Symbolic Burning Is More Than speech.(LETTERS)
Byline: THE WASHINGTON TIMES
Court cases and cross burnings in Virginia have rekindled the smoldering debate on just what should - or should not - be considered constitutionally protected speech. It's an interesting discussion that has columnists, correspondents and constitutional academicians agog with opinion, nearly all of which makes a correlation to flag burning.
Interestingly, three camps of opinion appear to be emerging. There are those who believe neither cross burning nor flag burning merit constitutional protection; those who believe both acts should be protected speech; and those who, like Bruce Fein in "The unique evil of cross burning," (Commentary, Dec. 24), want it both ways.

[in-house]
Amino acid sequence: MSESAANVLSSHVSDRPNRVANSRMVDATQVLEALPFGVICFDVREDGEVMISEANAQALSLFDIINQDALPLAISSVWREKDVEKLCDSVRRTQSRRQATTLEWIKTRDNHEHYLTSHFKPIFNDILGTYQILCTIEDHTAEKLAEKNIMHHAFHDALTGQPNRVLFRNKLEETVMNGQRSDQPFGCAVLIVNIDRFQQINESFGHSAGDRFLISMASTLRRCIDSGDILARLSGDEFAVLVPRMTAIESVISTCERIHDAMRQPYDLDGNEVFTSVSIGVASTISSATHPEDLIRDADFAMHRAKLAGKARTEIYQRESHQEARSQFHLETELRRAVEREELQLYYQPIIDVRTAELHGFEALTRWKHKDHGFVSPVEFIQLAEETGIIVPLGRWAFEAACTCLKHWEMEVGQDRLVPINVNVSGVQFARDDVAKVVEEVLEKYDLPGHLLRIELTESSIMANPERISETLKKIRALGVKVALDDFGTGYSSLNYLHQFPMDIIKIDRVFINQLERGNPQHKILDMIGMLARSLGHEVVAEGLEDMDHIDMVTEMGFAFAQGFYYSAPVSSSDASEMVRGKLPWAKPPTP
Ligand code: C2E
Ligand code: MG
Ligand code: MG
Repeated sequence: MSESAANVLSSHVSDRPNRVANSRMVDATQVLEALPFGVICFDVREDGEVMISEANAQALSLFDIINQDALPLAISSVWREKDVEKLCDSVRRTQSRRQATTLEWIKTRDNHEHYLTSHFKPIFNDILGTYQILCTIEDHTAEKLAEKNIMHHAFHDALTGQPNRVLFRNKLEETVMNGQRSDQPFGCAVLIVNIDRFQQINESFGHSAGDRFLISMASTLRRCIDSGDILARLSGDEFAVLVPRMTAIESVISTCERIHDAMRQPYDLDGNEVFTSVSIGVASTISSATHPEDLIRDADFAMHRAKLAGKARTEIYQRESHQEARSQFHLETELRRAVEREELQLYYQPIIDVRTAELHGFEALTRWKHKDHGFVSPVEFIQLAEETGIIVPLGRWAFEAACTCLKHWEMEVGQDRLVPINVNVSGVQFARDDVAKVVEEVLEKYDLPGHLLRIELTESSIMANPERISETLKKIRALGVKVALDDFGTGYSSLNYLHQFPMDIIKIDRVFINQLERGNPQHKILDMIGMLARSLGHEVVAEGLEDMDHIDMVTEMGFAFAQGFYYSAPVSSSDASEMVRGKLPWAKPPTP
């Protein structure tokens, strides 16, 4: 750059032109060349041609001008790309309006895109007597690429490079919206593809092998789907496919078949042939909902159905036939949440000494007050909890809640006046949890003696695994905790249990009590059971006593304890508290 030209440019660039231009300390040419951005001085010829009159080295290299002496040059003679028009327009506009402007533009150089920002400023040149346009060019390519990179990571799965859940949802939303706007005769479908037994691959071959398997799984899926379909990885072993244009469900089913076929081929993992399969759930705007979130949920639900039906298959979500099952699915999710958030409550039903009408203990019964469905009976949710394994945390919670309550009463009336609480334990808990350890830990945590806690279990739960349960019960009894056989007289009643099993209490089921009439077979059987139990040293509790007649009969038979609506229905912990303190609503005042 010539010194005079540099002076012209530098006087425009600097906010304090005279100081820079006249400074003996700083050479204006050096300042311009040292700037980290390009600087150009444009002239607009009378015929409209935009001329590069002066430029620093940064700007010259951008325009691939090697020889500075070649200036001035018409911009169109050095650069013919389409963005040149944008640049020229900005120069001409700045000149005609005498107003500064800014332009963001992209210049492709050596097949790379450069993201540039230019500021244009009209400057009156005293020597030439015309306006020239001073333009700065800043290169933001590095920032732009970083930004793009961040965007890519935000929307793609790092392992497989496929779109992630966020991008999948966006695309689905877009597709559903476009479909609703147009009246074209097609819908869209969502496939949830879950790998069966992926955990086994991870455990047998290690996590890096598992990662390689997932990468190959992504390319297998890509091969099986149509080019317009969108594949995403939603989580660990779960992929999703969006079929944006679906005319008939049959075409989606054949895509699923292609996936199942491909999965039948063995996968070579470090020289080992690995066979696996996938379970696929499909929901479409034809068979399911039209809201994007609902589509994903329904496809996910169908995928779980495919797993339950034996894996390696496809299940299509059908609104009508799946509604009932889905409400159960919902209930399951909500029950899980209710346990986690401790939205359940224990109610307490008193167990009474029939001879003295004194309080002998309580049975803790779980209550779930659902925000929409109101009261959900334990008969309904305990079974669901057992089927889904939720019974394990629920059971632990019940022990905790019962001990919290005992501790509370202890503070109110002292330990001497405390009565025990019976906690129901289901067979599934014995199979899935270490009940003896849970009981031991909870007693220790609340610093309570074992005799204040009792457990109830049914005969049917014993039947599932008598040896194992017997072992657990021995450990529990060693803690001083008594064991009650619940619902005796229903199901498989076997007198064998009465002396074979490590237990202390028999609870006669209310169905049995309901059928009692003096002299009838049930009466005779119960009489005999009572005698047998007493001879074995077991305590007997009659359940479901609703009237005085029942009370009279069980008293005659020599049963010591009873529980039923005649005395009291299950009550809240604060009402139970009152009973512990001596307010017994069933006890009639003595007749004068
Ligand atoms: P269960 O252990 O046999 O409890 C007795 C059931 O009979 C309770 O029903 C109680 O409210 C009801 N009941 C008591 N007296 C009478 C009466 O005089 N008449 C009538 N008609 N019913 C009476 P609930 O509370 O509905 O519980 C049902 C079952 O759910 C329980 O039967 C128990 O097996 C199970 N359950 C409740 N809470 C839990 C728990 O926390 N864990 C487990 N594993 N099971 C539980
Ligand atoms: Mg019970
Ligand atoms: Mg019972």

Mr. Fein opines: "Cross burnings may resemble expressive conduct like flag burning that have received free speech protection, but a few pages of history is worth volumes of logic in justifying a distinction." Really? In Texas v. Johnson (1989), Supreme Court Chief Justice William H. Rehnquist argued against the legalization of flag burning by recalling the history of the flag of the United States, how it had been protected for so long a time, and why. …